The biomineralization of calcium carbonate and also other inorganic materials can be classified into two different processes: (I) biologically induced and (II) biologically controlled mineralization . The two processes differ regarding the degree of biological and genetic control. The mechanism (II) is generally more strictly regulated. The microalgae Scenedesmus obliquus mediate extracellular calcite formation in a biologically induced mineralization process. In the presence of Zn2+ the calcite polymorph is suppressed and aragonite is synthesized . Zinc ions affect the biomineralized CaCO3 polymorph in both, algae and halophilic bacteria. Organisms mineralizing CaCO3 under biological control are e.g. gastropods and sea urchin larvae. There the mineralization takes place in a confined compartment inside the cell and organism, respectively. The mineralization of nacre in gastropods, a highly structured assembly of aragonite platelets and organic components, is controlled by organic template structures and soluble proteins [reviewed in . The template forms a compartment of equally spaced layers in which the aragonite is mineralized. The organic molecules strictly regulate the polymorph, morphology, and nucleation of the inorganic material. In sea urchin larvae, spicules (skeleton) are synthesized in primary mesenchyme cells (PMC) starting from the 16-cell stage . In early stages the skeleton consists of amorphous calcium carbonate which is stabilized by proteins. In the further development the amorphous phase transforms into calcite . In the presence of Zn2+ the spicule formation is suppressed . Compared to the biologically induced mineralization process in halophilic bacteria and algae, zinc has a fatal effect in spicule formation. For cadmium, gold, and silver it was suggested, that biominerals play also a role in detoxification processes by immobilization of adverse ions . Here, we showed that for zinc contaminations the biologically induced mineralization in halophilic bacteria have a similar effect.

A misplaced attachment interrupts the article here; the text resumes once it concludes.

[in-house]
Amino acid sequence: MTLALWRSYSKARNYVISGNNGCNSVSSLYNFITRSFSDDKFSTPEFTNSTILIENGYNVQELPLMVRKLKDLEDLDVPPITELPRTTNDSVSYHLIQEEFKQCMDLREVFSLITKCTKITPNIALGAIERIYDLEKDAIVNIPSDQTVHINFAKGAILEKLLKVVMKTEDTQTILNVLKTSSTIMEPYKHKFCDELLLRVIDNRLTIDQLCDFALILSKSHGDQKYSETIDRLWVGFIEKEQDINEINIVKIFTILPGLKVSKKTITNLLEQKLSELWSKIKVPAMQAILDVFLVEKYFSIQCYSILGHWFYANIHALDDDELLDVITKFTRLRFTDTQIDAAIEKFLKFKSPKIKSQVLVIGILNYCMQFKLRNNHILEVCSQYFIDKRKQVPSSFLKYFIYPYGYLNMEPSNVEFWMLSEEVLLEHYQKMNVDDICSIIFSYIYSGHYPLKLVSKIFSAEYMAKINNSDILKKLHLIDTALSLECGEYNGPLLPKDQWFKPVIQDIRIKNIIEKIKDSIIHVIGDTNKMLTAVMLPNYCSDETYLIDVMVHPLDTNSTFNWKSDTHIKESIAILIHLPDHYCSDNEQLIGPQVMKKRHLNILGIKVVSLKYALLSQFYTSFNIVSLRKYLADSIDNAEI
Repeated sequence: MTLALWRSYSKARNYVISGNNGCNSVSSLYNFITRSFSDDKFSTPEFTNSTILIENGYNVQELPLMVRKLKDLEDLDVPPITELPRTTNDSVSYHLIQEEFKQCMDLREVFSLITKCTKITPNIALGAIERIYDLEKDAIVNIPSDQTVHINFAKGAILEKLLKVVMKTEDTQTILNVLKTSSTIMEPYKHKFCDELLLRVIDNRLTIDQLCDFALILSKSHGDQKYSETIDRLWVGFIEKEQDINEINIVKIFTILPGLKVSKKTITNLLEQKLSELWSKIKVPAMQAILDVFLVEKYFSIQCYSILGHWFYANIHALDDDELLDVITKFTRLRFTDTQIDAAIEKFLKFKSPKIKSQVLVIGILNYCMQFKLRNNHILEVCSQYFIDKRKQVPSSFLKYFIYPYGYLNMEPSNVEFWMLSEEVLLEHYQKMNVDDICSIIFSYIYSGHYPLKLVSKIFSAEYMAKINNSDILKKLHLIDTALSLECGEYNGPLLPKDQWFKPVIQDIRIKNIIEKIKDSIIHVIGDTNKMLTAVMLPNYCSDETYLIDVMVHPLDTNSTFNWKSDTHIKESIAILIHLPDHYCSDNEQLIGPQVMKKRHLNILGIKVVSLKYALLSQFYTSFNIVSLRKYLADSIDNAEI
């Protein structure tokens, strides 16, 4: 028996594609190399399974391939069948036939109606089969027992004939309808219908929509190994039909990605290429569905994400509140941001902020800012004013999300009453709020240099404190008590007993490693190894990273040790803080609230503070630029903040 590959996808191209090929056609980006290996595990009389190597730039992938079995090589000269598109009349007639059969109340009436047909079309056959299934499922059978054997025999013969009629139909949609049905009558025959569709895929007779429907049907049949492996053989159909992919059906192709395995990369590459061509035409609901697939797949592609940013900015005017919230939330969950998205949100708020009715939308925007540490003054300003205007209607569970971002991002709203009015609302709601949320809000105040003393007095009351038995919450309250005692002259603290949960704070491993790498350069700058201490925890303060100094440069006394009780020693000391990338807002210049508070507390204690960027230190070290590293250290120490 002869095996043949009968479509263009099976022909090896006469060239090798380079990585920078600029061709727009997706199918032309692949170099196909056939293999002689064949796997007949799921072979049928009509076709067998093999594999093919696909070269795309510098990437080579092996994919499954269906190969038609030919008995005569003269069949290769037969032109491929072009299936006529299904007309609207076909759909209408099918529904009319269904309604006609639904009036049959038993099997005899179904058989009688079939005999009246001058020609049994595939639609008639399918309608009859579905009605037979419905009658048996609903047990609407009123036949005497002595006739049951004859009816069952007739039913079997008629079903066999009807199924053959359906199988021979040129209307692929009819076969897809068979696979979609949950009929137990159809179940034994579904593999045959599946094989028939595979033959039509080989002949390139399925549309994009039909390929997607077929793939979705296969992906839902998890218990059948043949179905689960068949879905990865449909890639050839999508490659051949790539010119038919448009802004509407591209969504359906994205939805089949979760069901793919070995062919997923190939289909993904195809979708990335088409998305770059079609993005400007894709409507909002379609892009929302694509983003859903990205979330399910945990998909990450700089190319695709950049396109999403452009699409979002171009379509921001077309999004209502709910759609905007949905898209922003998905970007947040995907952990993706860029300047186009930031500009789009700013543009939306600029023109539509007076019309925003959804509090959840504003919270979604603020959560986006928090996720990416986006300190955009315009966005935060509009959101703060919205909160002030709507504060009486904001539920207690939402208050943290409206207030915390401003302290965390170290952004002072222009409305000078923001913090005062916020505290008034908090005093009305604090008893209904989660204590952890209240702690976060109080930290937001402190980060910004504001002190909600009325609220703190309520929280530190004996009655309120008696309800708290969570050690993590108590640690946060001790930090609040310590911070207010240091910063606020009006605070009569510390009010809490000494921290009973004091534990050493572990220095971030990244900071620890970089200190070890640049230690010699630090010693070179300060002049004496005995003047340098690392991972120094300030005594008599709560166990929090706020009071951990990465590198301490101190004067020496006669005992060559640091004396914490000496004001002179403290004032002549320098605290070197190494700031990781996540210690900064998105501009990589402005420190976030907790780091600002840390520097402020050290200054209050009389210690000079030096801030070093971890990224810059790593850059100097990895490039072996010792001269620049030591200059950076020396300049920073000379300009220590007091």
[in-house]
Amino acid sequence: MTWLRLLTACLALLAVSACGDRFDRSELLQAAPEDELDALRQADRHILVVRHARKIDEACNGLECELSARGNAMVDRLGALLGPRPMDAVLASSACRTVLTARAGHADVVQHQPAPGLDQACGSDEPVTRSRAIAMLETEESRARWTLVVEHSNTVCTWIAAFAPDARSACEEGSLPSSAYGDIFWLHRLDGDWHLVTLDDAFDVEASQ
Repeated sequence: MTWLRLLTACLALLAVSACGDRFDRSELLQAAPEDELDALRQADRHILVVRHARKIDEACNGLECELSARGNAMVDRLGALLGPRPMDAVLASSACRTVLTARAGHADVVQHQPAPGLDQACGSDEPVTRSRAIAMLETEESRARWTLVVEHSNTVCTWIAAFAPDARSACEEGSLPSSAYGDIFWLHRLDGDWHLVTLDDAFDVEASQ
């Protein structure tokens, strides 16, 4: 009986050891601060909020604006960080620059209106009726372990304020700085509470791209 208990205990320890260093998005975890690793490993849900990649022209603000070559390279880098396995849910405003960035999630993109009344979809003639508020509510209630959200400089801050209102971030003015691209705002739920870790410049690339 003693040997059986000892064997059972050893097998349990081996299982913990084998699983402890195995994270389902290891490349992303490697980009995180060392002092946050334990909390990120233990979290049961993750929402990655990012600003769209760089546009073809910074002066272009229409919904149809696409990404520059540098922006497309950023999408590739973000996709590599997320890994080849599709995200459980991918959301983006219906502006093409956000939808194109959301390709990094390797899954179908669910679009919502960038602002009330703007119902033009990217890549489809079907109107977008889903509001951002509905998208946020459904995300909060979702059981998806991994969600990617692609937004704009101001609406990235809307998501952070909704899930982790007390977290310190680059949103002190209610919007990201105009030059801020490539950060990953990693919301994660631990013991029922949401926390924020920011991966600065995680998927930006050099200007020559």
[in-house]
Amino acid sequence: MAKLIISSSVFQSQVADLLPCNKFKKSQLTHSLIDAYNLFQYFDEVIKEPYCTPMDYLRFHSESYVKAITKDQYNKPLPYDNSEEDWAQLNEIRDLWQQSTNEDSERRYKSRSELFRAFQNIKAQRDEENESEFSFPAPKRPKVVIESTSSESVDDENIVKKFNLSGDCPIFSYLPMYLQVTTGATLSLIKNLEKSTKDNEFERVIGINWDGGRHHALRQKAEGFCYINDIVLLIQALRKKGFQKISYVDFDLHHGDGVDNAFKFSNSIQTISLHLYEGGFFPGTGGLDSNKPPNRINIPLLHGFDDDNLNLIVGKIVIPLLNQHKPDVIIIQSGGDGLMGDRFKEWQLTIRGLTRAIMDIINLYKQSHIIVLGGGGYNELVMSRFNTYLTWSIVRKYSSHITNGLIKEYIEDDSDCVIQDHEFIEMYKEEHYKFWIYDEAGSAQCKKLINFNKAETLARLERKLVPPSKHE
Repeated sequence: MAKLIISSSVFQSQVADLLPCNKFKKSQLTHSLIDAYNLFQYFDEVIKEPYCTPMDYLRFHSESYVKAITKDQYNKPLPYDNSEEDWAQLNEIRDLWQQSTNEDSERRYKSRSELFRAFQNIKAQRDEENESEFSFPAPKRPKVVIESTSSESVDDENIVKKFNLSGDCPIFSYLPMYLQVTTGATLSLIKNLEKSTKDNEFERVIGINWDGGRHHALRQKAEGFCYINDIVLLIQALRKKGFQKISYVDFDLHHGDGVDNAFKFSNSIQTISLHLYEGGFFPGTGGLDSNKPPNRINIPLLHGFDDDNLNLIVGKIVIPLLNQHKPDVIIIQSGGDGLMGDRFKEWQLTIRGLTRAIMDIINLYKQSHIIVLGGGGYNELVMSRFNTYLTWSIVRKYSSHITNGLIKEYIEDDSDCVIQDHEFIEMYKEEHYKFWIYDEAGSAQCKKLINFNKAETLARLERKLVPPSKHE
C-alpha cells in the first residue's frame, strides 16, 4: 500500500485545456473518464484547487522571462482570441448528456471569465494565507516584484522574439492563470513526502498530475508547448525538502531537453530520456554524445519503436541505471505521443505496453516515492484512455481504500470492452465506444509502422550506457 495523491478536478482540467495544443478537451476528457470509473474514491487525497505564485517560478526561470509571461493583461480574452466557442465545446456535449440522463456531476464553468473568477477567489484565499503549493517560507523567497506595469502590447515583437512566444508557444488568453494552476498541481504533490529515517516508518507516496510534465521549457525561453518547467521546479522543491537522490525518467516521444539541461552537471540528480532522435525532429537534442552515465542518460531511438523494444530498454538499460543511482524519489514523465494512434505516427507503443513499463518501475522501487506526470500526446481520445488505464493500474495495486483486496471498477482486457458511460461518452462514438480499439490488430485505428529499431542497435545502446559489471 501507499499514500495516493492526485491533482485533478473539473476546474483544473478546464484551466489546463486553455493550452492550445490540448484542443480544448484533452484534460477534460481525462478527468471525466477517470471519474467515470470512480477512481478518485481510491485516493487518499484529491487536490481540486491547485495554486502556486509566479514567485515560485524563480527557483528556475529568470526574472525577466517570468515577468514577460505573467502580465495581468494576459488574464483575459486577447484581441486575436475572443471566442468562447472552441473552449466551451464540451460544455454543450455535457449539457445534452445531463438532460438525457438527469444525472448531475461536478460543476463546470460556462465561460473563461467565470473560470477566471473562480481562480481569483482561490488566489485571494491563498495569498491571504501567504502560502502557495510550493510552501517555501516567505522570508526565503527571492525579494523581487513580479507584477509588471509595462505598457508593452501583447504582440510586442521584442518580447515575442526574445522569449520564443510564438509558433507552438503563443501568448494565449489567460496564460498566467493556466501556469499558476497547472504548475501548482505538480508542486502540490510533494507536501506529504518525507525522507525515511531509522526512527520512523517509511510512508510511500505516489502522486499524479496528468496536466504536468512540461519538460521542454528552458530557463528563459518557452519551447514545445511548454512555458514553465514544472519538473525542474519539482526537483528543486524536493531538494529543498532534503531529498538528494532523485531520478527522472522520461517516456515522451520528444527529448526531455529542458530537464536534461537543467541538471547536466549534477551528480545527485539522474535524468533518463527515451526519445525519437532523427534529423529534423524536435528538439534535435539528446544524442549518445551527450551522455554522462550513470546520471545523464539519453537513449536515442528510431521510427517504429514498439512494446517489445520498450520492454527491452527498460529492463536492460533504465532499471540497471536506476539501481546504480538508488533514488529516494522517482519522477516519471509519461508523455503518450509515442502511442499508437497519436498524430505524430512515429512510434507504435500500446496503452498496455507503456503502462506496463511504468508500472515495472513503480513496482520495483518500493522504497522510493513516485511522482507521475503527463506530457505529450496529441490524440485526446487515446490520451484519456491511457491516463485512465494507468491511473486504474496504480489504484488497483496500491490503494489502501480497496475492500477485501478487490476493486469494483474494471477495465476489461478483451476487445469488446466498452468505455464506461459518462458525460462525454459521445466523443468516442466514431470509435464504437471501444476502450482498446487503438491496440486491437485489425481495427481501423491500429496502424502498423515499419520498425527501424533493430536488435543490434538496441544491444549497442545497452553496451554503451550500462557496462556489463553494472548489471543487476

The mineralization of inorganic materials by moderately halophilic bacteria can be specifically modulated in the presence of zinc ions. These investigations show that bacterial mineralization processes might be exploiting for applications, like the remediation of wastewater or the generation of functional materials for technical use.